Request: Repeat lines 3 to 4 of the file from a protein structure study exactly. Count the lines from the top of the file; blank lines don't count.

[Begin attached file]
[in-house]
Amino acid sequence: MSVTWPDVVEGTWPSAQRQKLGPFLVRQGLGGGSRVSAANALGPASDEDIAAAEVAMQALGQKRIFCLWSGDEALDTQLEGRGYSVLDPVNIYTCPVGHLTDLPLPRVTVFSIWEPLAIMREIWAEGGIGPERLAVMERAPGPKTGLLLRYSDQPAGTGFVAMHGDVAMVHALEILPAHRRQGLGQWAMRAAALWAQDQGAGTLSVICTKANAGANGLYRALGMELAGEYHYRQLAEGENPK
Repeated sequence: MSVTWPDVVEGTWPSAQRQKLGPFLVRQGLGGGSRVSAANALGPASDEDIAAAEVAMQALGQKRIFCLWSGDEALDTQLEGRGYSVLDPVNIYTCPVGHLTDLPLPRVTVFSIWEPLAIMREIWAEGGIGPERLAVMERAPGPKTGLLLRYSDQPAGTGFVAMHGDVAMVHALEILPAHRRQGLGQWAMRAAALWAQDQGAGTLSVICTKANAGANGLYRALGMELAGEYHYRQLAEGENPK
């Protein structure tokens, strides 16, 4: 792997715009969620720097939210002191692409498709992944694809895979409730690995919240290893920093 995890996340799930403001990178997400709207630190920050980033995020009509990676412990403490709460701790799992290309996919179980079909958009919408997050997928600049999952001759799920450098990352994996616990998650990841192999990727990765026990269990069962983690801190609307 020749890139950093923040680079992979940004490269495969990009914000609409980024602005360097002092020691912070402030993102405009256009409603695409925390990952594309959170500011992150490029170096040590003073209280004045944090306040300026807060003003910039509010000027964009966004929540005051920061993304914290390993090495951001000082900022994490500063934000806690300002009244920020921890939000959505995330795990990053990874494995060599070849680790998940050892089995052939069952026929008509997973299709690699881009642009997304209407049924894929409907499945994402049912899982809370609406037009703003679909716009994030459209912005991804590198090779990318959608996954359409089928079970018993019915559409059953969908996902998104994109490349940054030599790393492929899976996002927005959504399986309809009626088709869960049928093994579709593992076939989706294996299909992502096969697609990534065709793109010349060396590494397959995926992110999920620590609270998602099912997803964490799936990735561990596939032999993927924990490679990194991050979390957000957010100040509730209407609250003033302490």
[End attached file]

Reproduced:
Repeated sequence: MSVTWPDVVEGTWPSAQRQKLGPFLVRQGLGGGSRVSAANALGPASDEDIAAAEVAMQALGQKRIFCLWSGDEALDTQLEGRGYSVLDPVNIYTCPVGHLTDLPLPRVTVFSIWEPLAIMREIWAEGGIGPERLAVMERAPGPKTGLLLRYSDQPAGTGFVAMHGDVAMVHALEILPAHRRQGLGQWAMRAAALWAQDQGAGTLSVICTKANAGANGLYRALGMELAGEYHYRQLAEGENPK
């Protein structure tokens, strides 16, 4: 792997715009969620720097939210002191692409498709992944694809895979409730690995919240290893920093 995890996340799930403001990178997400709207630190920050980033995020009509990676412990403490709460701790799992290309996919179980079909958009919408997050997928600049999952001759799920450098990352994996616990998650990841192999990727990765026990269990069962983690801190609307 020749890139950093923040680079992979940004490269495969990009914000609409980024602005360097002092020691912070402030993102405009256009409603695409925390990952594309959170500011992150490029170096040590003073209280004045944090306040300026807060003003910039509010000027964009966004929540005051920061993304914290390993090495951001000082900022994490500063934000806690300002009244920020921890939000959505995330795990990053990874494995060599070849680790998940050892089995052939069952026929008509997973299709690699881009642009997304209407049924894929409907499945994402049912899982809370609406037009703003679909716009994030459209912005991804590198090779990318959608996954359409089928079970018993019915559409059953969908996902998104994109490349940054030599790393492929899976996002927005959504399986309809009626088709869960049928093994579709593992076939989706294996299909992502096969697609990534065709793109010349060396590494397959995926992110999920620590609270998602099912997803964490799936990735561990596939032999993927924990490679990194991050979390957000957010100040509730209407609250003033302490």